8 Old-Fashioned Ingredients That No One Uses Anymore

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Canned Peaches and Pineapple

Canned peaches and pineapple are a wonderful way to eat more fruits. Only 15% of Americans satisfy the 2020-2025 dietary requirements for fruit, according to Amidor.


Koya's resurrected ingredients include spices; her book and website are called Spicy Spice Baby. Sumac. Sumac is an ancient Middle Eastern spice used in hummus, baba ghanoush, and kebabs.

Cottage Cheese

Don't hide this protein- and calcium-rich cheese beneath your napkin as you did as a youngster. Cottage cheese may have been the first American cheese.

Celery root

Celery root has many health benefits. Fiber helps heart and digestive health. Celeriac flavors soups and stews.


Cinnamon is another spice Koya wants to reintroduce. Historically, cinnamon was used to preserve food and season savory recipes.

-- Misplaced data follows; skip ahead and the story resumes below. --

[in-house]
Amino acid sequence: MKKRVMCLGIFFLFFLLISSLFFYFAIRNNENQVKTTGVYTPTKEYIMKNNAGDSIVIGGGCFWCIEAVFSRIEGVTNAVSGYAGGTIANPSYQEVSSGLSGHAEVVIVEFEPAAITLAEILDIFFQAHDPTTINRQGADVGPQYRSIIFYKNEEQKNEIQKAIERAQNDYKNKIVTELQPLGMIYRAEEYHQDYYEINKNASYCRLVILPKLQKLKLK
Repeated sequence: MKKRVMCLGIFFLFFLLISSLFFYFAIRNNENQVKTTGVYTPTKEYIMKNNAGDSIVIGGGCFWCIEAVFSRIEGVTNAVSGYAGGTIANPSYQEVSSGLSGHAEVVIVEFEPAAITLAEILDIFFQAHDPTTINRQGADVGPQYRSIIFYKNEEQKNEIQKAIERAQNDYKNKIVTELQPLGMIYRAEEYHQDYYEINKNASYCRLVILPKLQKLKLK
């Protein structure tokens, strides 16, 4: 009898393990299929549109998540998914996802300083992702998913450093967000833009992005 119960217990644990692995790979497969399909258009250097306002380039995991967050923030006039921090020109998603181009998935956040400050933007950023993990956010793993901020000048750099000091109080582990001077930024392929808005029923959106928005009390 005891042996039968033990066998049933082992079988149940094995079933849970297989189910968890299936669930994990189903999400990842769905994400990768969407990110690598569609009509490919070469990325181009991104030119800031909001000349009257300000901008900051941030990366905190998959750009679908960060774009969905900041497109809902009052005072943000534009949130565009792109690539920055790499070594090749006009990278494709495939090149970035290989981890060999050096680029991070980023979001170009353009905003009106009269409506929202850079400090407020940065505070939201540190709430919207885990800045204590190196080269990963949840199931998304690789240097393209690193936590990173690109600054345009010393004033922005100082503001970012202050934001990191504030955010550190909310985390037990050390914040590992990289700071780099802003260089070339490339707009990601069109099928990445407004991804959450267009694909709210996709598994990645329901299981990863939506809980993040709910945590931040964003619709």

Boring, basic, or difficult, people avoid them. Soak and cook beans with ginger, cumin, and bay leaf to promote digestibility, or mash them into avocado toast with lime juice and herbs.

Carom Seeds

Carom seeds, or ajwain, are a centuries-old Indian spice. They're spicy and may assist digest fatty foods. Falafel, sourdough bread, or chicken or fish batter.


Tarragon is a classic French herb that's also beneficial today. I love adding it to baked fish or tofu for a subtle herbaceous flavor or to a mayonnaise-based creamy dressing with red wine vinegar for Little Leaf Farms' crunchy lettuce.

The #1 Lowest Quality Menu Item at a Seafood Restaurant


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